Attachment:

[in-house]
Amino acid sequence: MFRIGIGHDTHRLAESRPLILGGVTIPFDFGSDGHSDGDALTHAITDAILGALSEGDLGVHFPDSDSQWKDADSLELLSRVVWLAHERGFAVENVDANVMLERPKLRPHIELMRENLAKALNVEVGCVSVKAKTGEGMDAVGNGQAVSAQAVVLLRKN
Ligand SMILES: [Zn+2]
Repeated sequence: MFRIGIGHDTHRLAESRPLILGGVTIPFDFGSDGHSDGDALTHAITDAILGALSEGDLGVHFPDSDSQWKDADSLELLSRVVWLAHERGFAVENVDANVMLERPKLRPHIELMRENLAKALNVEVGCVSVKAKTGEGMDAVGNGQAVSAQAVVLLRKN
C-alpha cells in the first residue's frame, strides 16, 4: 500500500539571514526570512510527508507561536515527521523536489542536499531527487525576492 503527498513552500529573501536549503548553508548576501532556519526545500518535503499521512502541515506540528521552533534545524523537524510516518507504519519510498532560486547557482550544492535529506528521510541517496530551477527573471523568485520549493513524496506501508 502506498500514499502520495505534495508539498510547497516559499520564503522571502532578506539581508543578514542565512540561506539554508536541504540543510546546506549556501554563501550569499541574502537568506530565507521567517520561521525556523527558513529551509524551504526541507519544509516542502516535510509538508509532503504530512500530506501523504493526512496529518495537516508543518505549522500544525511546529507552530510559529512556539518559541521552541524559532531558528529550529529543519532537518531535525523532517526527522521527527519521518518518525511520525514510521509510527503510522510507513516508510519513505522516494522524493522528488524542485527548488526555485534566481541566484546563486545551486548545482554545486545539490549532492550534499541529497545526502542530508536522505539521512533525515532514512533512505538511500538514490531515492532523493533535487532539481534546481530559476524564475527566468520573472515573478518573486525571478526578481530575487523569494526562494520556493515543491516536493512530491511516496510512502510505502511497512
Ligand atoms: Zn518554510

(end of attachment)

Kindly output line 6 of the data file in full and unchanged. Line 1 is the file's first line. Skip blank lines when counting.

Ligand atoms: Zn518554510